Regional shifts and Iran topped discussions Israeli leaders held with visiting-United States Chairman of the Joint Chiefs of Staff, Four-Star General Mark Milley.
According to an Israeli government statement, Prime Minister Benjamin Netanyahu and the top American military chief discussed regional threats, especially the Iranian aggression. They also discussed cooperation between the IDF and the US Armed Forces, and opportunities in the region.
Prime Minister Netanyahu also expressed gratitude to Gen. Milley for the cooperation that has expanded and deepened in recent years under the Trump administration and expressed his willingness to continue deepening the cooperation.
Israeli Alternate Premier and Defense Minister Benny Gantz discussed current defense challenges and recent developments in the region and reviewed the current operational state of affairs in his talks with Gen. Milley, joined by IDF Chief of General Staff Lt. Gen. Aviv Kochavi.
According to a Defense Minister statement, Gantz “highlighted the importance of continued pressure on the Iranian regime and pointed to the IDF’s military readiness to respond to any scenario of Iranian regional aggression or nuclear armament.”
The Israeli Defense Minister thanked Milley for the “U.S.’ commitment to Israel’s security and expressed his appreciation for the close collaboration between the Israeli and American militaries, which, he reiterated, is vital to the shared interests of the two countries, to the interests of their allies in the region, as well as to Israel’s qualitative, quantitative and technological edge.”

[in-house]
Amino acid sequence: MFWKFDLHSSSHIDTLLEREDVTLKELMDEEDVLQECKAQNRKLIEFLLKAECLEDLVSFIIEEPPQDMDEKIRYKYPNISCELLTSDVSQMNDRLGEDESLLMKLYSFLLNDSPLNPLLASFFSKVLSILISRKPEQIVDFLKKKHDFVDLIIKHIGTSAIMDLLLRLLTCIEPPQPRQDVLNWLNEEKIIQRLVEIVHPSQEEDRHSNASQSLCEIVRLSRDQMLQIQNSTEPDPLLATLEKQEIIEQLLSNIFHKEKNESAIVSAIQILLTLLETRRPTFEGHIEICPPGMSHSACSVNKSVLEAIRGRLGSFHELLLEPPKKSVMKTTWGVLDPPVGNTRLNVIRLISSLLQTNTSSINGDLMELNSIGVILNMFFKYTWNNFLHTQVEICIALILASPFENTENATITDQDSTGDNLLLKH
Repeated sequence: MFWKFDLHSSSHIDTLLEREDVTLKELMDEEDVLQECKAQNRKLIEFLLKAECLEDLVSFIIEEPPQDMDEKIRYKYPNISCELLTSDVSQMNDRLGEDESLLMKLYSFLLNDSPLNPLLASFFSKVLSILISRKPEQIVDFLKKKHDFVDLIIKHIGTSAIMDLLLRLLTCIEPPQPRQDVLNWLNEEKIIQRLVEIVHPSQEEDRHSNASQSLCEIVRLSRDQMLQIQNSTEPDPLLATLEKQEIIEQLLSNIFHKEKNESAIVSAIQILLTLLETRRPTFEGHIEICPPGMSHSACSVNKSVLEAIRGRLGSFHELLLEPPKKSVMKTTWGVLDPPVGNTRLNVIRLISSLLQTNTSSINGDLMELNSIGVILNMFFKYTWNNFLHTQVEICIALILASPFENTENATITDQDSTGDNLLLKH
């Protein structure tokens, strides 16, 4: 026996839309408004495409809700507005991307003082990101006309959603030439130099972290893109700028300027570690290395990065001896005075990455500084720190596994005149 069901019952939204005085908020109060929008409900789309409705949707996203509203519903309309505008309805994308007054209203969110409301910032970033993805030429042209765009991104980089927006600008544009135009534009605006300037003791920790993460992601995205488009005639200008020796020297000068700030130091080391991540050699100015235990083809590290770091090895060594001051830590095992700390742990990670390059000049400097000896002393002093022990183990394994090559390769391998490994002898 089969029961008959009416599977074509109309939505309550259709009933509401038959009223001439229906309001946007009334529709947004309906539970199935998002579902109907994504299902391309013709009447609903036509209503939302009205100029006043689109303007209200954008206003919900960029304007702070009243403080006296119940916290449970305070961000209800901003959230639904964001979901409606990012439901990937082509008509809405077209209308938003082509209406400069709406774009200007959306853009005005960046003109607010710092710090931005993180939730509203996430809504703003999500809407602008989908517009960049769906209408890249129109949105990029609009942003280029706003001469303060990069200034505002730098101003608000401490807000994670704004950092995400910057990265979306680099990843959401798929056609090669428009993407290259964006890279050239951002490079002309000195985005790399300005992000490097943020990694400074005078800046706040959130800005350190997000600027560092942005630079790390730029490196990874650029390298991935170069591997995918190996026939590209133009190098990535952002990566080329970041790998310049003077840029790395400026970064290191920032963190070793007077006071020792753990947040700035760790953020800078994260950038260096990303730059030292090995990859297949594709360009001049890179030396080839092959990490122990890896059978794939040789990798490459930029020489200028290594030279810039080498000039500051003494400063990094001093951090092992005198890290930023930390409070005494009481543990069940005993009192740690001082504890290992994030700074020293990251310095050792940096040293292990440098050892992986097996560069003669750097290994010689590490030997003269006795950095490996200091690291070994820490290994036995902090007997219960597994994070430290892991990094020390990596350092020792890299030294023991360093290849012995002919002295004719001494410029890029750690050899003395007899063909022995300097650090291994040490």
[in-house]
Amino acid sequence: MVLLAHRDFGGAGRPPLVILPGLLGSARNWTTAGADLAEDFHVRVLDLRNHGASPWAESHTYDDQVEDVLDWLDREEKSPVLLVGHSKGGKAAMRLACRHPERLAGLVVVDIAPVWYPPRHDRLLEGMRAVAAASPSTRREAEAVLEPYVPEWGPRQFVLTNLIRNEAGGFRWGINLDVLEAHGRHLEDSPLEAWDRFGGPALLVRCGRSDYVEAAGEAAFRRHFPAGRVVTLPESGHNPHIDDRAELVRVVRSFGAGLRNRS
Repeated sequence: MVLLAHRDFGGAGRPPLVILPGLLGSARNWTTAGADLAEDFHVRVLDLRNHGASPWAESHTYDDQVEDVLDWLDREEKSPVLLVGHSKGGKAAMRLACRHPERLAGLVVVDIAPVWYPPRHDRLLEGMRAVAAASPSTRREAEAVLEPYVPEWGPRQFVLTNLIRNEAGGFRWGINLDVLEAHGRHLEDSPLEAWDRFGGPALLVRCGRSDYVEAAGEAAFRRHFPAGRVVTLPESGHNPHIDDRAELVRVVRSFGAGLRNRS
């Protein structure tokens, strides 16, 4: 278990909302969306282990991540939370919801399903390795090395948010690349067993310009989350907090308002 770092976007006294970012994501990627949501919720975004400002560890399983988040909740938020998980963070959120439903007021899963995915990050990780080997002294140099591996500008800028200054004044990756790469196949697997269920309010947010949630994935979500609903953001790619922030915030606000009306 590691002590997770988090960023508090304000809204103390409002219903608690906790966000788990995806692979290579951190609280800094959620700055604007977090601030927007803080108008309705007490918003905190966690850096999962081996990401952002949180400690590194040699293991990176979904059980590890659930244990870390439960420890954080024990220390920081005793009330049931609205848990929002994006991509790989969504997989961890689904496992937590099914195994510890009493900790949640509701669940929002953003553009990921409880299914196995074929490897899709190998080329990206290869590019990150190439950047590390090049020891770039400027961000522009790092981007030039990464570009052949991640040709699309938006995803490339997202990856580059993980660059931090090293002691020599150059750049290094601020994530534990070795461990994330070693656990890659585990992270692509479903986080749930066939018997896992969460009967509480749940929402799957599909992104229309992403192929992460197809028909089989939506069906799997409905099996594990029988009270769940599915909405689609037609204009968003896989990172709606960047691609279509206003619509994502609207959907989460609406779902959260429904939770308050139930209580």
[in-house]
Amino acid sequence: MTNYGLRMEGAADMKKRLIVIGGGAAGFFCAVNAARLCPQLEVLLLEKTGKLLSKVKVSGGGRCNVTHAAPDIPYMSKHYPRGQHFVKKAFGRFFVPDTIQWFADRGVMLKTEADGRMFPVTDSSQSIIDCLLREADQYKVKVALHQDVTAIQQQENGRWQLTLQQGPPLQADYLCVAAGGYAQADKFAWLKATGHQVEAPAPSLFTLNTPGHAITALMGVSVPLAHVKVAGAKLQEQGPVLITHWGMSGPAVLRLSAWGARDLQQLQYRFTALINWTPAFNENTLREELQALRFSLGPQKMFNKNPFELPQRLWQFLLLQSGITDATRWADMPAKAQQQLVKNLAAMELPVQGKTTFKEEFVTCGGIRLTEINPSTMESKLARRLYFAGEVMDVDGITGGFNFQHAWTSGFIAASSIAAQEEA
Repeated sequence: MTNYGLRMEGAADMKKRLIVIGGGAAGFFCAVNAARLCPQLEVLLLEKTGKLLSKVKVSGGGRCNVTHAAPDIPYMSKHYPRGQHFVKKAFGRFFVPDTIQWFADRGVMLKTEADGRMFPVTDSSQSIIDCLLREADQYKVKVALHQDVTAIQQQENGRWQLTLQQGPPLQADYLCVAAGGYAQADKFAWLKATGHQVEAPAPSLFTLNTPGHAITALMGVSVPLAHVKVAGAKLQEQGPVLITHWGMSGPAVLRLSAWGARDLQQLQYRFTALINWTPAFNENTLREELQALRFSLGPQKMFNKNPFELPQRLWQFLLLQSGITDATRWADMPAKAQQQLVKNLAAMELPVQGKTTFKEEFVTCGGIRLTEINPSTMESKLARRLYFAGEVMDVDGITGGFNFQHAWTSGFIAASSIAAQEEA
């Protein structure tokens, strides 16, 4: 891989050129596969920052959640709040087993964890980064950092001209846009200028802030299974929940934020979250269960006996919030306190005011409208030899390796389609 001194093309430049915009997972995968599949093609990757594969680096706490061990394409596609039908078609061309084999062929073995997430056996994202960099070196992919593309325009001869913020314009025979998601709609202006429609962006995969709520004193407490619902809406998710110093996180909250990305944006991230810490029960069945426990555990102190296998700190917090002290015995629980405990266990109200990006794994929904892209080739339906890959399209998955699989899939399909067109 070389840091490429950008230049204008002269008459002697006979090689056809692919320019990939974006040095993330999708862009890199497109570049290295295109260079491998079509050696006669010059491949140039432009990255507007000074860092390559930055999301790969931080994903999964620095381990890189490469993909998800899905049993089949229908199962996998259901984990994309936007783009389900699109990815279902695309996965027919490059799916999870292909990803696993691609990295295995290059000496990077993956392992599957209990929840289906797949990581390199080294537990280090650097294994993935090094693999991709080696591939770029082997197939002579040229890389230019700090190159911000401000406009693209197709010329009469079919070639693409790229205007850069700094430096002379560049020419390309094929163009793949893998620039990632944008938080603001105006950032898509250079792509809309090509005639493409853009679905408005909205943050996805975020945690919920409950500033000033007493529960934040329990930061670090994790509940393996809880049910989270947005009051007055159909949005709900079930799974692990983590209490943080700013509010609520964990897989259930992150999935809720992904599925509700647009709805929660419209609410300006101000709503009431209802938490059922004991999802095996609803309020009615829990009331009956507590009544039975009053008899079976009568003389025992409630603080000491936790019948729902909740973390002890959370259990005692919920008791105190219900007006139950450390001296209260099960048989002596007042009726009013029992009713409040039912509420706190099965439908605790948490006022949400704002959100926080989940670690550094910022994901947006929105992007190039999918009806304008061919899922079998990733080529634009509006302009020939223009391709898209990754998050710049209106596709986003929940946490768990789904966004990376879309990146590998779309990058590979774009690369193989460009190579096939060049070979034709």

He further stated that the presence of US troops in the Middle East is an important component of regional security – which should be preserved.
“We will work in partnership to respond to any scenario on the Iranian front and work together, along with our allies, to confront our common threats, so as to protect stability in the Middle East,” underscored the Israeli Defense Chief.
IDF Chief of Staff Lt. Gen. Kochavi also thanked the top American military officer for his “steadfast relationship that has lasted throughout the years.”
“The close relationship between the IDF and the US military is of paramount importance at the strategic level and is reflected in operational and technological cooperation that reinforces the IDF’s strength in the Middle East every day,” said Kochavi.
After attending the final IDF candle lighting ceremony of the Jewish Festival of Hanukkah, Gen. Milley noted for his part, “I am proud to be with our great friend and ally, the modern Maccabees of the State of Israel. I take special pride to be here on the last night of Hanukkah when the light of the menorah burns most bright. It is fitting for a people and for a country that has spread so much light around this world.”
According to both the IDF Spokesperson’s Unit and the Israeli Ministry of Defense, subsequent meetings with the U.S. Chairman of the Joint Chiefs of Staff focused primarily on regional shifts and the importance of continued pressure on Iran.
Milley’s talks in Israel followed earlier meetings with Taliban officials in Qatar. He also made a brief stop at the United Arab Emirates to speak with Crown Prince Sheikh Muhammad bin Zayed al-Nahyan.